mercantilism(redirected from Mercantile capitalism)
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1. The theory and system of political economy prevailing in Europe after the decline of feudalism, based on national policies of accumulating bullion, establishing colonies and a merchant marine, and developing industry and mining to attain a favorable balance of trade.
2. The practice, methods, or spirit of merchants; commercialism.
mer′can·til·ist adj. & n.
1. (Economics) economics Also called: mercantile system a theory prevalent in Europe during the 17th and 18th centuries asserting that the wealth of a nation depends on its possession of precious metals and therefore that the government of a nation must maximize the foreign trade surplus, and foster national commercial interests, a merchant marine, the establishment of colonies, etc
2. (Commerce) a rare word for commercialism1
ˈmercanˌtilist n, adj
mer•can•til•ism(ˈmɜr kən tɪˌlɪz əm, -ti-, -taɪ-)
1. an economic and political policy, evolving with the modern nation-state, in which a government regulated the national economy with a view to the accumulation of gold and silver, esp. by achieving a balance of exports over imports.
2. mercantile practices or spirit; commercialism.
[1870–75; < French]
mer′can•til•ist, n., adj.
a political and economic policy seeking to advance a state above others by accumulating large quantities of precious metals and by exporting in large quantity while importing in small. — mercantilist, n. — mercantilistic, adj.See also: Economics
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|Noun||1.||mercantilism - an economic system (Europe in 18th century) to increase a nation's wealth by government regulation of all of the nation's commercial interests|
managed economy - a non-market economy in which government intervention is important in allocating goods and resources and determining prices
Europe - the 2nd smallest continent (actually a vast peninsula of Eurasia); the British use `Europe' to refer to all of the continent except the British Isles
|2.||mercantilism - transactions (sales and purchases) having the objective of supplying commodities (goods and services)|
trading - buying or selling securities or commodities
trade - the commercial exchange (buying and selling on domestic or international markets) of goods and services; "Venice was an important center of trade with the East"; "they are accused of conspiring to constrain trade"
e-commerce - commerce conducted electronically (as on the internet)
interchange, exchange - reciprocal transfer of equivalent sums of money (especially the currencies of different countries); "he earns his living from the interchange of currency"
initial offering, initial public offering, IPO - a corporation's first offer to sell stock to the public
business enterprise, commercial enterprise, business - the activity of providing goods and services involving financial and commercial and industrial aspects; "computers are now widely used in business"
carriage trade - trade from upper-class customers
transaction, dealing, dealings - the act of transacting within or between groups (as carrying on commercial activities); "no transactions are possible without him"; "he has always been honest is his dealings with me"
importation, importing - the commercial activity of buying and bringing in goods from a foreign country
marketing - the commercial processes involved in promoting and selling and distributing a product or service; "most companies have a manager in charge of marketing"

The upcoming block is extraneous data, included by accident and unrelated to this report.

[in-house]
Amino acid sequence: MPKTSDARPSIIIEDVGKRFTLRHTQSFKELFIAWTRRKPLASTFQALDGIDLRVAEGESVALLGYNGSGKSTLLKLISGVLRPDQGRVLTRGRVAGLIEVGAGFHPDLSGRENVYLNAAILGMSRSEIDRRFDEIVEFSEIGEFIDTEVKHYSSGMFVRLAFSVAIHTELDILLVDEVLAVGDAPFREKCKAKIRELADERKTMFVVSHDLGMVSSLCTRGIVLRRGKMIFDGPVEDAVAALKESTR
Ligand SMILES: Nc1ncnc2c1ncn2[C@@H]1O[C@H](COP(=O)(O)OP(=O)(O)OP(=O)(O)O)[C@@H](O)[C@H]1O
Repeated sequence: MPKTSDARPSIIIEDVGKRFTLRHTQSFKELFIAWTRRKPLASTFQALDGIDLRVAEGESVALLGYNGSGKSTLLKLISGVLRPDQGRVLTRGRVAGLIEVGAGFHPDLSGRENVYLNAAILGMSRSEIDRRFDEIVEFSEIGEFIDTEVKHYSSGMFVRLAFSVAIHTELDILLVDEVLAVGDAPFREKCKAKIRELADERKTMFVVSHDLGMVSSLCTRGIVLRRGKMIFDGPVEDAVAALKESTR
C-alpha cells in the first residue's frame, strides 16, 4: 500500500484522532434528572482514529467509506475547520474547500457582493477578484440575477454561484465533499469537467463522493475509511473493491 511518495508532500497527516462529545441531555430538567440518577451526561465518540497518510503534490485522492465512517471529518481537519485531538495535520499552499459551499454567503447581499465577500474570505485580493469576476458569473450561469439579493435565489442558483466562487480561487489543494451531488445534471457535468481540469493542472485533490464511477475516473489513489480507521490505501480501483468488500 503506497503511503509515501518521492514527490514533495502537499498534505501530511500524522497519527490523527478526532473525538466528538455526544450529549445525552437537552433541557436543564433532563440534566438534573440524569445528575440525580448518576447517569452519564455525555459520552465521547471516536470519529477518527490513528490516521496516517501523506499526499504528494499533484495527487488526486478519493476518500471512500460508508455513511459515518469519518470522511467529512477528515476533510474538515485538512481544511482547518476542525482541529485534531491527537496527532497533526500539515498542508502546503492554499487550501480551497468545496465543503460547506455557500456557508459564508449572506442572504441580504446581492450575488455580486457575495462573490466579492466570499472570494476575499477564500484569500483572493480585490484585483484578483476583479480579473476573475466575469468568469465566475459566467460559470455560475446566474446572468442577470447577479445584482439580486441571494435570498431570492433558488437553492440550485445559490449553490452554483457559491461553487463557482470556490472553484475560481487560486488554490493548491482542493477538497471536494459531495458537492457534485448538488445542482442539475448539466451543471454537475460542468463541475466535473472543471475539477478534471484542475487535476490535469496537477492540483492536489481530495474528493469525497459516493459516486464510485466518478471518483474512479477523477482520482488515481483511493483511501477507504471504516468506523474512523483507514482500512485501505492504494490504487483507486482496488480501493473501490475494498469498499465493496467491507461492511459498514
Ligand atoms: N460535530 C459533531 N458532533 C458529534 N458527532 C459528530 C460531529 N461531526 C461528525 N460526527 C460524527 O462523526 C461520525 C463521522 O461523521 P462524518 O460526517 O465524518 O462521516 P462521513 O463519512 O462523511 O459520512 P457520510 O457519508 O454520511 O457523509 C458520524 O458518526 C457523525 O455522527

distribution - the commercial activity of transporting and selling goods from a producer to a consumer
traffic - buying and selling; especially illicit trade
evasion, nonpayment - the deliberate act of failing to pay money; "his evasion of all his creditors"; "he was indicted for nonpayment"
usance - the period of time permitted by commercial usage for the payment of a bill of exchange (especially a foreign bill of exchange)
commercialise, commercialize, market - make commercial; "Some Amish people have commercialized their way of life"
buy, purchase - obtain by purchase; acquire by means of a financial transaction; "The family purchased a new car"; "The conglomerate acquired a new company"; "She buys for the big department store"
take - buy, select; "I'll take a pound of that sausage"
get - purchase; "What did you get at the toy store?"
clear - sell; "We cleared a lot of the old model cars"
turn - get by buying and selling; "the company turned a good profit after a year"
negociate - sell or discount; "negociate securities"
sell - exchange or deliver for money or its equivalent; "He sold his house in January"; "She sells her body to survive and support her drug habit"
sell short - sell securities or commodities or foreign currency that is not actually owned by the seller, who hopes to cover (buy back) the sold items at a lower price and thus to earn a profit
remainder - sell cheaply as remainders; "The publisher remaindered the books"
resell - sell (something) again after having bought it
deaccession - sell (art works) from a collection, especially in order to raise money for the purchase of other art works; "The museum deaccessioned several important works of this painter"
sell, trade, deal - do business; offer for sale as for one's livelihood; "She deals in gold"; "The brothers sell shoes"
transact - conduct business; "transact with foreign governments"
deal - sell; "deal hashish"
retail - sell on the retail market
wholesale - sell in large quantities
trade in, trade - turn in as payment or part payment for a purchase; "trade in an old car for a new one"
traffic - trade or deal a commodity; "They trafficked with us for gold"
arbitrage - practice arbitrage, as in the stock market
turn over - do business worth a certain amount of money; "The company turns over ten million dollars a year"